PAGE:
Meet Amanda 
 
She’s in her 50’s, an intelligent, well-educated professional woman who is really good at what she does. She’s competent, self-assured and is comfortable complaining if the food is not up to scratch when she goes out for lunch with friends. She’s strong, resilient and has the wisdom that you get from reaching her age. Life is short, she gets that and wants to have a bit more fun. She wants to enjoy being who she is and rediscover her identity… 
 
Her kids are older now, at university; so, she has more time on her hands but still not masses of disposable income as they’re topping up student finance loans. She’s been with her husband a long time, they’re at the ‘comfy slippers’ stage. She knows he loves her, but she sometimes feels a bit invisible to him. He doesn’t pay that much attention to how she looks so isn’t too handy with the compliments…she could quite easily change her hair and it would be a few days before he’d notice.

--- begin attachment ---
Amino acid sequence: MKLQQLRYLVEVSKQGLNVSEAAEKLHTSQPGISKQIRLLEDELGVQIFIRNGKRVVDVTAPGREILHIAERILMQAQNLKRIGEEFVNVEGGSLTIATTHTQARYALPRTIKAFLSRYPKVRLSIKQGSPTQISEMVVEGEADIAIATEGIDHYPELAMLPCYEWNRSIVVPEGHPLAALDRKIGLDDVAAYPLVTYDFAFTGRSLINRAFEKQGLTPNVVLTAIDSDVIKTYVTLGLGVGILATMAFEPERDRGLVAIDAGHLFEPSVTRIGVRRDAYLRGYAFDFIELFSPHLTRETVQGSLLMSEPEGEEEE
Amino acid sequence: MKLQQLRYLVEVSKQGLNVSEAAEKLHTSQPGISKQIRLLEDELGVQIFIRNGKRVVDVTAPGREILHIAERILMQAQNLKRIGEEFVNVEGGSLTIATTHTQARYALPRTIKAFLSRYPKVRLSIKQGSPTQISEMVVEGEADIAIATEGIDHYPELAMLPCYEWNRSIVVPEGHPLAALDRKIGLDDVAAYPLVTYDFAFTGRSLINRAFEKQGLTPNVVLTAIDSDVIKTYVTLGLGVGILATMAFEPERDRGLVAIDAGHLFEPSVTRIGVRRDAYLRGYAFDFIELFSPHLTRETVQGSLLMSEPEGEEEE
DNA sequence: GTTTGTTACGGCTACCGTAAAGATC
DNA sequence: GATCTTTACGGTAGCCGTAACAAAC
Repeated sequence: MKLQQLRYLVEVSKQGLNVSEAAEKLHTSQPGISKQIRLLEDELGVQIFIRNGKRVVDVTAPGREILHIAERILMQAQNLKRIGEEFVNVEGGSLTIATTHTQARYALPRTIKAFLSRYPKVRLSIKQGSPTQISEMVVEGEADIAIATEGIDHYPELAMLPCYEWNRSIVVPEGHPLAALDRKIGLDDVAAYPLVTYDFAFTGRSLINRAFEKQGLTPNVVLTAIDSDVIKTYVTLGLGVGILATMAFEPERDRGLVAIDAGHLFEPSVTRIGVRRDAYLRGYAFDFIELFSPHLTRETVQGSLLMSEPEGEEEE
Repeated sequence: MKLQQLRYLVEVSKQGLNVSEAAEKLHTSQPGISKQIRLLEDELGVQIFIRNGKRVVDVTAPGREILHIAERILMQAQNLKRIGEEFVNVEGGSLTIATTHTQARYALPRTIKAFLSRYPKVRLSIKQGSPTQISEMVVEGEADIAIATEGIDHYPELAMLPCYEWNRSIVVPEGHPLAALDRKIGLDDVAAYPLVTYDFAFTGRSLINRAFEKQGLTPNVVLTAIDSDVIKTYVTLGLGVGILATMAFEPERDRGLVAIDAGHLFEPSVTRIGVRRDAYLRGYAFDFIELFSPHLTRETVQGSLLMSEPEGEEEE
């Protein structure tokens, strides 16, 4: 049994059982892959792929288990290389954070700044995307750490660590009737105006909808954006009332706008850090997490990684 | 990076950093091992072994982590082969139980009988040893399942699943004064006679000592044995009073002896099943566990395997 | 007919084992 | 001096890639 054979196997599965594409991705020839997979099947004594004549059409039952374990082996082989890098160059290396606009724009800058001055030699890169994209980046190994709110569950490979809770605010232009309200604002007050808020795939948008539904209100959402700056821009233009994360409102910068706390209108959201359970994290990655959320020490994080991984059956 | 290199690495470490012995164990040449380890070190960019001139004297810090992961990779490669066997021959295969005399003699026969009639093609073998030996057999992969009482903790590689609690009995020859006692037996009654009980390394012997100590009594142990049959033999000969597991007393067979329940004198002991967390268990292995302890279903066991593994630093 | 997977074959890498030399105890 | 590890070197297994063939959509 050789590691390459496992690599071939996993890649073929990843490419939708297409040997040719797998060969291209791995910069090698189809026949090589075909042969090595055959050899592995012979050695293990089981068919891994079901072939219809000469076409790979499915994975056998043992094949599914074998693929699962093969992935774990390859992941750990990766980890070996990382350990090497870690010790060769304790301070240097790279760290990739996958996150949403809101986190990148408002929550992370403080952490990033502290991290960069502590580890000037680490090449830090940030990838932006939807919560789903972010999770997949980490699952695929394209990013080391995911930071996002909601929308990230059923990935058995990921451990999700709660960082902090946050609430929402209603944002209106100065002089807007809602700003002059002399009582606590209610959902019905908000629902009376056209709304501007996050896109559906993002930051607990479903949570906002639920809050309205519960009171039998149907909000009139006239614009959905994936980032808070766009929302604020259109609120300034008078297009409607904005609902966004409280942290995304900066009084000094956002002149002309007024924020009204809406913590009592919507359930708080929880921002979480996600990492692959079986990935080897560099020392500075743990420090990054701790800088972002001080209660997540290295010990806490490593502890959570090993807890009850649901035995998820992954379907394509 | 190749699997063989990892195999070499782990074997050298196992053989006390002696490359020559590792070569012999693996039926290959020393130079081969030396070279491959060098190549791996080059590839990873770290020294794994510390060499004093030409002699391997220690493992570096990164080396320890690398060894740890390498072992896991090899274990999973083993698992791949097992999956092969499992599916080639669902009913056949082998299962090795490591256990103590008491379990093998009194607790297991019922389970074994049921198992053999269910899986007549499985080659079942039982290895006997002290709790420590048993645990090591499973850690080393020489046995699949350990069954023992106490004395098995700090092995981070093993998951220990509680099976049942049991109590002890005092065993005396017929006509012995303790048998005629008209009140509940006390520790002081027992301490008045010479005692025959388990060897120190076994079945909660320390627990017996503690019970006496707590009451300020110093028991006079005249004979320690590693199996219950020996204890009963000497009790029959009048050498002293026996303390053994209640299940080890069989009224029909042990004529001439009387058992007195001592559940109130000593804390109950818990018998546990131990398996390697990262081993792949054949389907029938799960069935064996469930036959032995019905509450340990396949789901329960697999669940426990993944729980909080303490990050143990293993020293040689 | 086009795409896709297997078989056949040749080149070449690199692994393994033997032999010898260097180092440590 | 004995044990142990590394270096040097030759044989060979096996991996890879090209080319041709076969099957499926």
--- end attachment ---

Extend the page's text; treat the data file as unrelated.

They’re happy in each other’s company but don’t have to be in each other’s pockets so have developed separate hobbies and interests over time. She likes book club (with wine) and enjoys reading the books on her kindle while on the bus to work – Martin takes the old Volvo. Rock choir and yoga are her weekly nights out, she’s made friends by going to them but doesn’t see them out of those environments. 

WTF does smart casual even mean?